“To a mother, a son is never a fully grown man; and a son is never a fully grown man until he understands and accepts this about his mother.” —unknown
It happened slowly at first. And when the weakened threads of connection between us began to stretch taut, it hurt like hell.
Then, it happened rather quickly. First, there was a certain required haircut. Along with that, came the car, a big dance, and some whiskers. With the whiskers, a girlfriend appeared. But this time, it was something serious.
Every step he inched away from me, I felt in my bones, in my soul — a dull ache, both powerful and deep. I silently begged my boy to stay for just a bit longer, pleading with my eyes, and arms. I bribed him to stay, plying him with bacon-stacked egg sandwiches and melted baked ziti. But, because every son must break away, he was sure enough going to. And then, in a blink, he was gone.
The final snap of the thread that held us together, a boy to his mother, was indeed acute. He has pulled away from me, and now there is distance. He is a man now, and though I will always be his mother, there is empty space between us. And that is as it should be.
There is less hugging, less talking, less cooking, less telling me where he is going or what he is doing, less needing, less questions, and less permission.
The push and the pull of disconnection is, at its core, a poignant game of tug of war.
Never the type to talk much, he is now, somehow, talking. He tells her things, I’m sure. His dreams, his insecurities, his needs. He goes places with her, and does things for her. He envelopes her in the blanket of his love and attention. And that, too, is as it should be. A loving, giving young man who treats the woman he loves with generosity, kindness and respect is the sort of man I always wanted him to be.
But, it hurts a bit, still, his disconnection from me. So powerful, and yet it’s just another part of motherhood. If motherhood is a ship moving forward, this is the floating aimlessly part of my trip. He no longer needs me, and I feel a bit lost. Mothering a boy is at best a rambling journey filled with worry, encouragement, admonishment, and pride. We are powerless to stop our sons from growing, from leaving.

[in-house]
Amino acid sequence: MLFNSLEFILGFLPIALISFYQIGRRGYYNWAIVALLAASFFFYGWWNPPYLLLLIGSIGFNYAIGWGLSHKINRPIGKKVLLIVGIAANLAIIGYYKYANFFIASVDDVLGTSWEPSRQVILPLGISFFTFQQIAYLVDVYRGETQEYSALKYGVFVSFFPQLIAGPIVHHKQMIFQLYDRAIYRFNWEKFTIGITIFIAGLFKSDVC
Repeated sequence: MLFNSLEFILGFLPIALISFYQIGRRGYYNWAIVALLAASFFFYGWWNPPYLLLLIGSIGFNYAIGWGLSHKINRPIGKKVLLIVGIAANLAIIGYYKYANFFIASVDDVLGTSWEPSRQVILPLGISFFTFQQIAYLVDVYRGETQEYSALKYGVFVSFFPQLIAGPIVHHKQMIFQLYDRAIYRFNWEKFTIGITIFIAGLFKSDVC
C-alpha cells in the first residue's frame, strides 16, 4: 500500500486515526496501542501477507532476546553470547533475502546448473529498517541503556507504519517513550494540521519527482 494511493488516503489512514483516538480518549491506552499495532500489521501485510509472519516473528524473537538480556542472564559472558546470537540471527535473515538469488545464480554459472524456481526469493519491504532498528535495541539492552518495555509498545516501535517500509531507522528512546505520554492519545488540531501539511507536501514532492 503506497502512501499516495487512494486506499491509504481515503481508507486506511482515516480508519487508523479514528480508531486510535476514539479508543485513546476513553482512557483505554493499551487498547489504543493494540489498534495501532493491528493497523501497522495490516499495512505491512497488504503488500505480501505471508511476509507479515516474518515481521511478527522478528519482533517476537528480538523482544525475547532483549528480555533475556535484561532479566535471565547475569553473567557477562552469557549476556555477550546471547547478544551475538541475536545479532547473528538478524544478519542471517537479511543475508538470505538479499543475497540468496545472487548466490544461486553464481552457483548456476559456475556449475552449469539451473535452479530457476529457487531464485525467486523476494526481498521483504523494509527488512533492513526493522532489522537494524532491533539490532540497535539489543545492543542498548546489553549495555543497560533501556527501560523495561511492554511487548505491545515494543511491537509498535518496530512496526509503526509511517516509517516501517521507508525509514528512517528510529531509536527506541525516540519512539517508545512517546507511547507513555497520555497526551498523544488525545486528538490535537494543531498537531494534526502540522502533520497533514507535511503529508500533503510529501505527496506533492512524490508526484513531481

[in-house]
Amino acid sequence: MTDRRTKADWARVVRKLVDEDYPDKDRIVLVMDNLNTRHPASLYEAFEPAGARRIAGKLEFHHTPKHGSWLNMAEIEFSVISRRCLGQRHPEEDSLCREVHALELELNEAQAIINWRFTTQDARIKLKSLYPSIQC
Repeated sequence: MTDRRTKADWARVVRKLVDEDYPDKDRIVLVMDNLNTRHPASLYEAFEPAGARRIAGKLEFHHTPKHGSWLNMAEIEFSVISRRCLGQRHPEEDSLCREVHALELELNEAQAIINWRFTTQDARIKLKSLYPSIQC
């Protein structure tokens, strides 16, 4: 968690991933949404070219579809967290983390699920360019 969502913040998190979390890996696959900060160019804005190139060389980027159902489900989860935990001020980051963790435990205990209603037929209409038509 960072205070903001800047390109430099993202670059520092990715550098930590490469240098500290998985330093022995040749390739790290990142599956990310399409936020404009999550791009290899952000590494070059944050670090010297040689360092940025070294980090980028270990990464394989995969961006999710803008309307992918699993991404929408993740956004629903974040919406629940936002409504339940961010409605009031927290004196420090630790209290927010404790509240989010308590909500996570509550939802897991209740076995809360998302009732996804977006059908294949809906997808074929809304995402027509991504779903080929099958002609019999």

The bond between a mother and son can be palpable, which makes the inevitable process of detachment feel like heartbreak. There must be certain division, though, before a boy can truly become a man. And if we try, we can weather the melancholy separation the same way that we, as mothers, weather all changes in our lives — with quiet resolve, some heavy sighs, and a bit of extra napping.
But I miss the little boy in the blue pajamas who is never coming back. I remember reading aloud the Harry Potter books, and The Chronicles of Narnia. So rapt was his attention, curled up next to me, or sitting in my lap. So darling he was, falling asleep with his head on my shoulder. And him, on the floor, building, smashing, crashing, organizing. Him, in a Halloween costume that involved the fastening of a cape. Him, pedaling off to distant neighborhoods, while I stayed back, worrying about injury and strangers.
I miss him on the mound, giving his team a shot at winning, while I anxiously paced, biting my thumbnails to the nub. I remember the pitches, the swings, the catches and the throws. I remember the climbing, the kicks, the balls and the sticks. I remember, too, the bruises, the laughter, the cheers, and the scolds. I remember the uneasiness when he shipped off to college, and the delight upon his safe return.
Ask a mother what she remembers, and you will soon find out that she remembers all of it. Mothers remember the struggles and triumphs of boyhood, and the starts and stops of what turns her boy into a man. Our sons don’t know how much we know, how much we’ve seen. Our sons will never understand what kept us awake at night.
A mother will remember with bittersweet reflection the moment her son really shoves himself away from the dock, moving toward his freedom and privacy, happy to get away. We remember because in that moment, a moment we indeed feel, a big part of our job is over. We are still loved, but we are no longer the person he seeks. And oh, have I mentioned that it hurts?
I am left sidelined, admiring the man my son has become, is becoming. A man of limitless intellect and meaningful observation. A writer, like me. His mind earnestly at work these days, forming opinions, and filled to the brim with buds of creativity and longing — a reader, like me. His thoughts are open and clear. His young heart beats for the beautiful soul of a woman who lives much too far away. Like his dad, he is handsome, strong, and sensitive. He’s a thinker. He patiently digests life. I indeed marvel at his essence now in almost the same way I did when they first pressed him into my arms. When I first laid eyes on him, he was at once a mystery and someone I’ve always known. I feel this way still.
Someday, I might catch a glimpse of my little boy inside his little boy if he too has a son. But that, of course, is not a given. For now, though, let a mother dream her big dreams, please.
And as his story, the story of his life, develops, my arms, my hands, and my eyes will forever beckon. I will always reach out to him.
I know, in my mother’s heart, that someday soon, when the distance between us grows too big, he will remember our connection, and reach back.
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